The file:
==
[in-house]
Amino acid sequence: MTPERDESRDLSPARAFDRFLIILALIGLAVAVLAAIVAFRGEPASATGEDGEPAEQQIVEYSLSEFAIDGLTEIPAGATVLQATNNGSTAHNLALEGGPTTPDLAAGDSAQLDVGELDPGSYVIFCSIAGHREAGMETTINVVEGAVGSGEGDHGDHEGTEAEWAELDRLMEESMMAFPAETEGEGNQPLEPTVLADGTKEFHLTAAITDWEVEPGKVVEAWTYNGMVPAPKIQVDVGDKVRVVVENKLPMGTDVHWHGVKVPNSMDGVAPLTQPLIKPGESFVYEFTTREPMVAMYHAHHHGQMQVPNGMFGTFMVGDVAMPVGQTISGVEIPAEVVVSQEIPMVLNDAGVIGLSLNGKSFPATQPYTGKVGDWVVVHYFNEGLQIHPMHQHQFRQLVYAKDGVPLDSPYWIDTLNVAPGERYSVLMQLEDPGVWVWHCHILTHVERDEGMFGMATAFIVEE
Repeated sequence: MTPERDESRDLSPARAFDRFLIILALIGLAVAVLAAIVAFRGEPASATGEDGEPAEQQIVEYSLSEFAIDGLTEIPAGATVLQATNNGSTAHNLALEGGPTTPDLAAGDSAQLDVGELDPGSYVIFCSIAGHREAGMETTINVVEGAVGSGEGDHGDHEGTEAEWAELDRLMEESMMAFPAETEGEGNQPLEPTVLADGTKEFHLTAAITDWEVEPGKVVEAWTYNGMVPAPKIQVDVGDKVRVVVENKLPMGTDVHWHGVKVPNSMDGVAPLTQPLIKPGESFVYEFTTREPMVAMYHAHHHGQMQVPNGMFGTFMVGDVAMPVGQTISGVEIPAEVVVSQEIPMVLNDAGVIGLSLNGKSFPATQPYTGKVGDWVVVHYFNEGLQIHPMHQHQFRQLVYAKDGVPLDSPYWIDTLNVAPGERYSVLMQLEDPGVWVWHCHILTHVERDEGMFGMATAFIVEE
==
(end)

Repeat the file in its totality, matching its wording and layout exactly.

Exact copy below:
[in-house]
Amino acid sequence: MTPERDESRDLSPARAFDRFLIILALIGLAVAVLAAIVAFRGEPASATGEDGEPAEQQIVEYSLSEFAIDGLTEIPAGATVLQATNNGSTAHNLALEGGPTTPDLAAGDSAQLDVGELDPGSYVIFCSIAGHREAGMETTINVVEGAVGSGEGDHGDHEGTEAEWAELDRLMEESMMAFPAETEGEGNQPLEPTVLADGTKEFHLTAAITDWEVEPGKVVEAWTYNGMVPAPKIQVDVGDKVRVVVENKLPMGTDVHWHGVKVPNSMDGVAPLTQPLIKPGESFVYEFTTREPMVAMYHAHHHGQMQVPNGMFGTFMVGDVAMPVGQTISGVEIPAEVVVSQEIPMVLNDAGVIGLSLNGKSFPATQPYTGKVGDWVVVHYFNEGLQIHPMHQHQFRQLVYAKDGVPLDSPYWIDTLNVAPGERYSVLMQLEDPGVWVWHCHILTHVERDEGMFGMATAFIVEE
Repeated sequence: MTPERDESRDLSPARAFDRFLIILALIGLAVAVLAAIVAFRGEPASATGEDGEPAEQQIVEYSLSEFAIDGLTEIPAGATVLQATNNGSTAHNLALEGGPTTPDLAAGDSAQLDVGELDPGSYVIFCSIAGHREAGMETTINVVEGAVGSGEGDHGDHEGTEAEWAELDRLMEESMMAFPAETEGEGNQPLEPTVLADGTKEFHLTAAITDWEVEPGKVVEAWTYNGMVPAPKIQVDVGDKVRVVVENKLPMGTDVHWHGVKVPNSMDGVAPLTQPLIKPGESFVYEFTTREPMVAMYHAHHHGQMQVPNGMFGTFMVGDVAMPVGQTISGVEIPAEVVVSQEIPMVLNDAGVIGLSLNGKSFPATQPYTGKVGDWVVVHYFNEGLQIHPMHQHQFRQLVYAKDGVPLDSPYWIDTLNVAPGERYSVLMQLEDPGVWVWHCHILTHVERDEGMFGMATAFIVEE